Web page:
H is for Hegemony

| May 5, 2014

H is for Hegemony

The first time I read the word “Hegemony”, I had little idea what it meant. First impressions bring about images of “hedges” and “matrimony”… Perhaps the marriage of hedges?

Actual definitions:

Merriam-Webster: influence or control over another country, a group of people, etc

Wikipedia: an indirect form of government, and of imperial dominance in which thehegemon (leader state) rules geopolitically subordinate states by the implied means of power, the threat of force, rather than by direct military force

The source I first came across the word hegemony was in Peter McLaren’s Life in Schools, where he writes:

“Hegemony is a struggle in which the powerful win the consent of those who are oppressed with the oppressed unknowingly participating in their own oppression.”

Marx uses the term “Cultural Hegemony” to describe the domination of the culture by the ruling class; in dominating the culture, the class is able to control the worldview of others and thus control “cultural norms”.

I still don’t know much about the topic, but I definitely am able to see McLaren’s and Marx’s ideas about blind oppression relevant to today’s society. Unless people are put into places of critical thought (whether that is independently or through the guidance of others), it is difficult to critique one’s own culture. I believe this is a big part of what some authors (Helguera, Ranciere, Bishop) have touched on this semester and the domain of Critical Pedagogy is attempting to assert.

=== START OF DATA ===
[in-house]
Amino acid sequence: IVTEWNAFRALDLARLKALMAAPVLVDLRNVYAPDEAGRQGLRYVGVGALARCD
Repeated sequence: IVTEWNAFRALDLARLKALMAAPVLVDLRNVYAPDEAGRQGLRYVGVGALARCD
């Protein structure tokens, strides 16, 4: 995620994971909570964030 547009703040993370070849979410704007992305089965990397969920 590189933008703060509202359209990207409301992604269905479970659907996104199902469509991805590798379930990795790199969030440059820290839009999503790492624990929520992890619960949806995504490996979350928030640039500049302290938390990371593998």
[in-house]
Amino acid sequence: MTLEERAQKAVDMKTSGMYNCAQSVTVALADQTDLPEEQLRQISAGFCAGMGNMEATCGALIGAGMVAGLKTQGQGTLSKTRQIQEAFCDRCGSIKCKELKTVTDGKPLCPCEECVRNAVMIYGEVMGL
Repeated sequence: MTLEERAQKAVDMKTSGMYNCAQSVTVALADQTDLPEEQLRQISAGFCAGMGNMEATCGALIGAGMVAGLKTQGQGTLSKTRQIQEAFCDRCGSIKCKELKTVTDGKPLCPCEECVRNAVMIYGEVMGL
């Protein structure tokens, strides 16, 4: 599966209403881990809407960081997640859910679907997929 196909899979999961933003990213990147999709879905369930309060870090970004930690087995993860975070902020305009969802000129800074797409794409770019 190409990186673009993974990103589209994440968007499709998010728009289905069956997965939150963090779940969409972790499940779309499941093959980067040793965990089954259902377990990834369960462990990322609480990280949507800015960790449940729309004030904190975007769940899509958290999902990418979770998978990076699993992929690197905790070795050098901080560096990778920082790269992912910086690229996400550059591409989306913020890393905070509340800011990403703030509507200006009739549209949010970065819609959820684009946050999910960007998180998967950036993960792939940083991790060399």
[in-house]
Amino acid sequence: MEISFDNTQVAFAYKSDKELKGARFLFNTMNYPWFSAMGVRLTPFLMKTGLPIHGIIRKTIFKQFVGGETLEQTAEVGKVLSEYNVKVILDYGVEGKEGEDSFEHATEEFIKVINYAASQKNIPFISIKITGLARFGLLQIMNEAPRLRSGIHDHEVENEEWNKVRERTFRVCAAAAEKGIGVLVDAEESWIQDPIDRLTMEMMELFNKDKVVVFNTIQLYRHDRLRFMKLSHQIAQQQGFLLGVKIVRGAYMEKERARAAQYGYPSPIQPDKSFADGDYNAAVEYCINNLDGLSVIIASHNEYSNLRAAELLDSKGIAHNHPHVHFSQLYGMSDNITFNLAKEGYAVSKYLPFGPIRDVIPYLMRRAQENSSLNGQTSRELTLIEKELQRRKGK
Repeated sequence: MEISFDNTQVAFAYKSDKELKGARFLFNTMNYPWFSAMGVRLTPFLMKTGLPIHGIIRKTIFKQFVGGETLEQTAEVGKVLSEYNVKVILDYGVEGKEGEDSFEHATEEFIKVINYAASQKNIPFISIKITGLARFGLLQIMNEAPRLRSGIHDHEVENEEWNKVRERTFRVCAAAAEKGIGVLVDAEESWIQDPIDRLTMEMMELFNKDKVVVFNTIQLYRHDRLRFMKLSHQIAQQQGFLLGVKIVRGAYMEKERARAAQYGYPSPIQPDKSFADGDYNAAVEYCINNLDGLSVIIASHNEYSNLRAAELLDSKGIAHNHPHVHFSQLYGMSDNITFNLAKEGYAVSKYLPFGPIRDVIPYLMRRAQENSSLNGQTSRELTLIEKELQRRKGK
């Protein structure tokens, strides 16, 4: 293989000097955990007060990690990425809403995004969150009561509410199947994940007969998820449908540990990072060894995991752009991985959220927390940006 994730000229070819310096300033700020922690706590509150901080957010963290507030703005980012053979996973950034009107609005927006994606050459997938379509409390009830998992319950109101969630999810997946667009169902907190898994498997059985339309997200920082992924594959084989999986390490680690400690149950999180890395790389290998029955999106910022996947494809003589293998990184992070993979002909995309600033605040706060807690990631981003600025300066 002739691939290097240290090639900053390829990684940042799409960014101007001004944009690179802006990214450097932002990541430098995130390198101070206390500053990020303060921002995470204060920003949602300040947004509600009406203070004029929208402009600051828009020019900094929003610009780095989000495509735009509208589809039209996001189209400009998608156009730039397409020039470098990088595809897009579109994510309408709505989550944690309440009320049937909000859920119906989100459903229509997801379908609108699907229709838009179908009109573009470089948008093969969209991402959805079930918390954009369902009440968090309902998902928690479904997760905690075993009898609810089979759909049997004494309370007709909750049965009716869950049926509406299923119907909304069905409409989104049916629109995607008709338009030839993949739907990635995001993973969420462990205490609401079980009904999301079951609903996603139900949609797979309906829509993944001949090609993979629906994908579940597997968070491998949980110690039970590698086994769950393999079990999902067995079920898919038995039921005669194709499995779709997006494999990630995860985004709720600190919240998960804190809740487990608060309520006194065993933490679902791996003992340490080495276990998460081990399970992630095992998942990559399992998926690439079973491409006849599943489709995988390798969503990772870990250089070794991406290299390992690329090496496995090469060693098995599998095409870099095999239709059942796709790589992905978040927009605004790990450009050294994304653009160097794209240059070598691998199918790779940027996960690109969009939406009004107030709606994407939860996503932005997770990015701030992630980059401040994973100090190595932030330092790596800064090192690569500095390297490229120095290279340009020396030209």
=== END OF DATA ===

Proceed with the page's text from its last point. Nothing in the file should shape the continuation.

Conservative philosophers of education focus their work on assimilating future generations into the existing system; even progressive thinkers such as Dewey were wary of curriculum that heavily questioned the foundations of older generations. In Democracy and Education, Dewey writes, “The assimilative force of the American public school is eloquent testimony to the efficacy of the common and balanced appeal”; although Dewey believe in experiential learning and teaching the whole child, he was no revolutionary when it came to educating students.

The idea of hegemony is an interesting one that I am just beginning to uncover, but I know that it will continue to play an important role in how I approach the classroom and what questions I present to my students.